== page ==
[2]. Massey LK, Whiting SJ. Dietary salt, urinary calcium, and kidney stone risk. Nutr Rev 1995;53:131–9.
[3]. Holmes RP, Assimos DG. The impact of dietary oxalate on kidney stone formation. Urol Res 2004;32:311–6.
[4]. Du H, Lei Y, Gao AN, et al. Traditional Chinese medicine combined with conventional therapy for female kidney stone. Medicine (Baltimore) 2020;99:e19611.
[5]. Hiller SC, Dauw CA, Ghani KR. Kidney stone care and the COVID-19 pandemic: challenges and opportunities. J Urol 2020;204:1122–4.
[6]. Mcharg T, Rodgers A, Charlton K. Influence of cranberry juice on the urinary risk factors for calcium oxalate kidney stone formation. BJU Int 2003;92:765–8.
[7]. Ouzaid I, Al-qahtani S, Dominique S, et al. A 970 Hounsfield units (HU) threshold of kidney stone density on non-contrast computed tomography (NCCT) improves patients’ selection for extracorporeal shockwave lithotripsy (ESWL): evidence from a prospective study. BJU Int 2012;110:E438–42.
[8]. Galvin DJ, Pearle MS. The contemporary management of renal and ureteric calculi. BJU Int 2006;98:1283–8.
[9]. Parr JM, Desai D, Winkle D. Natural history and quality of life in patients with cystine urolithiasis: a single centre study. BJU Int 2015;116:31–5.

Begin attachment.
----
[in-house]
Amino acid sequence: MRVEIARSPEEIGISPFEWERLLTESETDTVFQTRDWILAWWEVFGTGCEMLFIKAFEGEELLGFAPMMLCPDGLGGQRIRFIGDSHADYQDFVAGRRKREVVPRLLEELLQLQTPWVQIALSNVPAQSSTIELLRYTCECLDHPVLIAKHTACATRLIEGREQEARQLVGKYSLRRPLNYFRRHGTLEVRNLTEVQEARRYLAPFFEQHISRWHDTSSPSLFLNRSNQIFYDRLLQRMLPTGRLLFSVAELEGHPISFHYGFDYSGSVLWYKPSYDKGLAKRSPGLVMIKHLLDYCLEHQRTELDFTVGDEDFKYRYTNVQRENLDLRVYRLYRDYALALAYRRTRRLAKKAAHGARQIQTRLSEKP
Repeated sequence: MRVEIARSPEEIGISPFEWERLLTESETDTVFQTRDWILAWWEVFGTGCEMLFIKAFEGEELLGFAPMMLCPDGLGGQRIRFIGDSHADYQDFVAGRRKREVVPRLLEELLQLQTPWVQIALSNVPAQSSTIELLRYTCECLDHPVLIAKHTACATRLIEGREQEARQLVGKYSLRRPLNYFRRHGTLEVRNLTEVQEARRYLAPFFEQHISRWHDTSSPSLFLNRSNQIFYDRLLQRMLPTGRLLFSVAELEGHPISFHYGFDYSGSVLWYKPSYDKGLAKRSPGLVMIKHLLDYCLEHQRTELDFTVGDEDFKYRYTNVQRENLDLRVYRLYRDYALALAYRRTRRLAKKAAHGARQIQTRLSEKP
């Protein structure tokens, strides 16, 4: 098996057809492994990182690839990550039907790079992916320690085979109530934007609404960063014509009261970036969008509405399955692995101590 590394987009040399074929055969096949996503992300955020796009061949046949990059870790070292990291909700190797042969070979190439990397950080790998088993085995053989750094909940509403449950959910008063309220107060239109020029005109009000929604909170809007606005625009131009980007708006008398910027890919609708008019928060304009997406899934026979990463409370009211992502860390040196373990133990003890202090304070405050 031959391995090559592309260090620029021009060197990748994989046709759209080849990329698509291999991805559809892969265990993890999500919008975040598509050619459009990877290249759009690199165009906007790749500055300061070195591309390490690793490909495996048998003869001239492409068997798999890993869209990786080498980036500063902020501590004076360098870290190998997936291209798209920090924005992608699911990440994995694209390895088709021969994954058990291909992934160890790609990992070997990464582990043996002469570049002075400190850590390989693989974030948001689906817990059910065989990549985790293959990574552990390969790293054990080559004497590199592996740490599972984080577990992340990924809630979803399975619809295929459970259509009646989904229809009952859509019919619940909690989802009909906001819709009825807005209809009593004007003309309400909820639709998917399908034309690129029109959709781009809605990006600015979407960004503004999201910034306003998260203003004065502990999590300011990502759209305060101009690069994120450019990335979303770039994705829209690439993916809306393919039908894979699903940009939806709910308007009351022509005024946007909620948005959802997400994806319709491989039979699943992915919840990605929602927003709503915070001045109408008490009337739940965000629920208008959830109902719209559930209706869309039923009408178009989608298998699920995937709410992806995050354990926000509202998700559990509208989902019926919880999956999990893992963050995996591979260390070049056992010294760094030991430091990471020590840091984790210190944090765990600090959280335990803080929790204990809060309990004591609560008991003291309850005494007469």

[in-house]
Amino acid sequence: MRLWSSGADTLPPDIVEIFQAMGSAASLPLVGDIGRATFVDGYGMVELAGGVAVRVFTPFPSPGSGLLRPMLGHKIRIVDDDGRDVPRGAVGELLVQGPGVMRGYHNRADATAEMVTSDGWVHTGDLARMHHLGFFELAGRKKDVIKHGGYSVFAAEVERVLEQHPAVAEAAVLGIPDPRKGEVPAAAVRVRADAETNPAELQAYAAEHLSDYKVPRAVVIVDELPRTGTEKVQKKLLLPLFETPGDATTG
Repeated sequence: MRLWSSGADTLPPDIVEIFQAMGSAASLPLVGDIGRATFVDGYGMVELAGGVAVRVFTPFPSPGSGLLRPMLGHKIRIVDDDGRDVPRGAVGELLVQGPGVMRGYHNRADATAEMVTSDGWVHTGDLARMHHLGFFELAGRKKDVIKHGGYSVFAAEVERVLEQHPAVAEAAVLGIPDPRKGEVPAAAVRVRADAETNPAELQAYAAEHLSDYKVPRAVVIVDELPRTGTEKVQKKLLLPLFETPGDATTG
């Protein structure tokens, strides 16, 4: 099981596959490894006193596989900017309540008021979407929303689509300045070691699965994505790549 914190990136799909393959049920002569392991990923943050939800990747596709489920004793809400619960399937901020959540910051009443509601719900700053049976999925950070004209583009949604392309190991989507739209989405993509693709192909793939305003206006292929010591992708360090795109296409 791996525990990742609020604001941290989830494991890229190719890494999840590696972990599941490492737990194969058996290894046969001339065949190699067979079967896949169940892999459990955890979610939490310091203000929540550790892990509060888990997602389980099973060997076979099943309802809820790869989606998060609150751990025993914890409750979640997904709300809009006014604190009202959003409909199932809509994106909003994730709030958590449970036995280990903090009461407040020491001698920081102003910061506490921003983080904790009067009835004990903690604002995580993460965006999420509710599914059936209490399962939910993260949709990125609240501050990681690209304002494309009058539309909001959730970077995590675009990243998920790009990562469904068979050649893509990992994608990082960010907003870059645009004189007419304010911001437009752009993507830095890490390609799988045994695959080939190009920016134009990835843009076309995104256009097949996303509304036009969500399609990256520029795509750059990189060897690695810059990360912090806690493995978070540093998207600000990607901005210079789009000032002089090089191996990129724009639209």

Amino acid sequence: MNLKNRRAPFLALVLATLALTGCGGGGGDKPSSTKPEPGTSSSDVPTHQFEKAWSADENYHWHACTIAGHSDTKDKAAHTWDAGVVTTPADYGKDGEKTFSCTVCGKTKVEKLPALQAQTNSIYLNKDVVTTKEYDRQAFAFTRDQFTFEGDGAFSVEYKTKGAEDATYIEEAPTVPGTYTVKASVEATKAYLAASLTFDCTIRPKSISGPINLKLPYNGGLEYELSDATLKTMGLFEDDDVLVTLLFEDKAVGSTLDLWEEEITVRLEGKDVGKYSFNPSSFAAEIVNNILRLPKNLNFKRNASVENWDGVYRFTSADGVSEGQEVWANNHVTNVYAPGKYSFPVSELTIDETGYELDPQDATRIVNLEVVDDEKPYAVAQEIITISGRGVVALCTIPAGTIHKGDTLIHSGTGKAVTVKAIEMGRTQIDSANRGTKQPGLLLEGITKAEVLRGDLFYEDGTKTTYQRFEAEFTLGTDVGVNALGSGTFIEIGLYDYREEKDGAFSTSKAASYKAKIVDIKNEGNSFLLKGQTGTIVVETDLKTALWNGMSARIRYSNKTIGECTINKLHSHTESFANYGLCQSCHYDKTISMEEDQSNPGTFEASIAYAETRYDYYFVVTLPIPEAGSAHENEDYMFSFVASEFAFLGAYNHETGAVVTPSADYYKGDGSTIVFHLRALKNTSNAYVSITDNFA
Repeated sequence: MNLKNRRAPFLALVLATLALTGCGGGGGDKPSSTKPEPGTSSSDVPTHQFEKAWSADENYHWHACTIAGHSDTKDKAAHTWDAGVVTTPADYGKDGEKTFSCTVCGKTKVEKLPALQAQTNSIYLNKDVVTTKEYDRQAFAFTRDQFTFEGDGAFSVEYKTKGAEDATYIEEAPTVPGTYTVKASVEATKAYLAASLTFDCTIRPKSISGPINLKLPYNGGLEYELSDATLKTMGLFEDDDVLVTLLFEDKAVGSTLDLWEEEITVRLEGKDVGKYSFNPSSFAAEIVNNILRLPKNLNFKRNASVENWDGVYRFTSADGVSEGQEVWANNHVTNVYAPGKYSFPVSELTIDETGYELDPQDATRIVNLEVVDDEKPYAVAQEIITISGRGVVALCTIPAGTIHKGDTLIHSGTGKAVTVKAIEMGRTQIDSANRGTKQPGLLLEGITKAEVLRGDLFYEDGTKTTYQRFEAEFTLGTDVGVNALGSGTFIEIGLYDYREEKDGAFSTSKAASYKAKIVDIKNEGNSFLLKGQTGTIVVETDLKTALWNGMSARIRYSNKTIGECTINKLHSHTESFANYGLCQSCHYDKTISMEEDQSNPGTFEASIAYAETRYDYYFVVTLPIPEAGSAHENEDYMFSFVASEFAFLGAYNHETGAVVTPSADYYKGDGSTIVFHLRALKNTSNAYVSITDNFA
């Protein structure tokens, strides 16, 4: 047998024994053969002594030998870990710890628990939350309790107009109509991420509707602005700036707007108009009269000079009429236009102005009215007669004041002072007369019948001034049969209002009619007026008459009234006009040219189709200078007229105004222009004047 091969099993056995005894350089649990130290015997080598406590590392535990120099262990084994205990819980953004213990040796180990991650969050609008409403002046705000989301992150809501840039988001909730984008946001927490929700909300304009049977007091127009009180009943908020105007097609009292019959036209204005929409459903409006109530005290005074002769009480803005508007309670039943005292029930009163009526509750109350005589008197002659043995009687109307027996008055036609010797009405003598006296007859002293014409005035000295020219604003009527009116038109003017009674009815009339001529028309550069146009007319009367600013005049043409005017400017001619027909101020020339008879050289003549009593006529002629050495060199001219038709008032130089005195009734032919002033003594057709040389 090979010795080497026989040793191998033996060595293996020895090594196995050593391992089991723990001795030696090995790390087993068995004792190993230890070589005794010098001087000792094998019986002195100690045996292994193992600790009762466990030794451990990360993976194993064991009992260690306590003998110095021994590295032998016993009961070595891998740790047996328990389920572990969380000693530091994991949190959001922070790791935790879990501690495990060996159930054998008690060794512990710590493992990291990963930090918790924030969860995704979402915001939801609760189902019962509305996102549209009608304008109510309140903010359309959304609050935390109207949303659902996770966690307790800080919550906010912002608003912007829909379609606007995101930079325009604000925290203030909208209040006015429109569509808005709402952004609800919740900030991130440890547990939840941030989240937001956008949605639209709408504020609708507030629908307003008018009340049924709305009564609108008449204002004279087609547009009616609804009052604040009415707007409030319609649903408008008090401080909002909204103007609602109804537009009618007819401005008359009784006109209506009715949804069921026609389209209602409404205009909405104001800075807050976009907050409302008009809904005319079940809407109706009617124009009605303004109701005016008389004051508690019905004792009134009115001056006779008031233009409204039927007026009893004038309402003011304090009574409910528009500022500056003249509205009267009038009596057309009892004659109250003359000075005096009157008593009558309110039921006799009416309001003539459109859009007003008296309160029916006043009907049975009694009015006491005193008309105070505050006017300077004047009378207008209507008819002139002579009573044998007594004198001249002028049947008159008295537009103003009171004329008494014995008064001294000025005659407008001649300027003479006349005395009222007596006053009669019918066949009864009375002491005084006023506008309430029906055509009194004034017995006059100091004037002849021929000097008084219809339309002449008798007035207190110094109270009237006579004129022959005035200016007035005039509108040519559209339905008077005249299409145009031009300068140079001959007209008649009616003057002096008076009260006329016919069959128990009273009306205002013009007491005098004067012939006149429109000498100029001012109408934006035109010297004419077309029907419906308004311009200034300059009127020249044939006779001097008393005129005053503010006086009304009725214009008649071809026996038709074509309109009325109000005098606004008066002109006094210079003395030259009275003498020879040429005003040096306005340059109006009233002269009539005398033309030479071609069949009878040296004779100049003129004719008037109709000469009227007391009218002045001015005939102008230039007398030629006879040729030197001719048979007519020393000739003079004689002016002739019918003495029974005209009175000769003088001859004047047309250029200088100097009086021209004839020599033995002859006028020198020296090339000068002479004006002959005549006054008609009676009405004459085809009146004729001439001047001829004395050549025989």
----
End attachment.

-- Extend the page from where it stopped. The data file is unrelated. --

[10]. Rao DS, Kleerekoper M, Littleton R, et al. Kidney stones 1983: a preventable cause of morbidity. Henry Ford Hosp Med J 1983;31:182–3.
[11]. Donnally CJ 3rd, Gupta A, Bensalah K, et al. Longitudinal evaluation of the SF-36 quality of life questionnaire in patients with kidney stones. Urol Res 2011;39:141–6.
[12]. Bensalah K, Tuncel A, Gupta A, et al. Determinants of quality of life for patients with kidney stones. J Urol 2008;179:2238–43.
[13]. Redmond EJ, Murphy CF, Leonard J, et al. The influence of dietary supplementation with cranberry tablets on the urinary risk factors for nephrolithiasis. World J Urol 2019;37:561–6.
[14]. Lin E, Ho L, Lin MS, et al. Wu-Ling-San formula prophylaxis against recurrent calcium oxalate nephrolithiasis—a prospective randomized controlled trial. Afr J Tradit Complement Altern Med 2013;10:199–209.
[15]. Hodzic J, Golka K, Selinski S, et al. Analgesia with acupuncture in extracorporeal shock wave lithotripsy of kidney stones-first results. Urologe A 2007;46:740–4.
[16]. Byahatti VV, Pai KV, D'Souza MG. Effect of phenolic compounds from Bergenia ciliata (Haw.) Sternb leaves on experimental kidney stones. Anc Sci Life 2010;30:14–7.
[17]. Zhang B, Hu Y, Gao J, et al. Micropercutaneous versus retrograde intrarenal surgery for the management of moderately sized kidney stones: a systematic review and meta-analysis. Urol Int 2019;104:94–105.
[18]. Ekici M, Ozgur BC, Senturk AB, et al. Efficacy and reliability of retrograde intrarenal surgery in treatment of pediatric kidney stones. Cureus 2018;10:e3719.
[19]. Wilhelm K. Citrate salts for calcium containing kidney stones: prevention and treatment. Urologe A 2016;55:1487–90.
[20]. Deem S, Defade B, Modak A, et al. Percutaneous nephrolithotomy versus extracorporeal shock wave lithotripsy for moderate sized kidney stones. Urology 2011;78:739–43.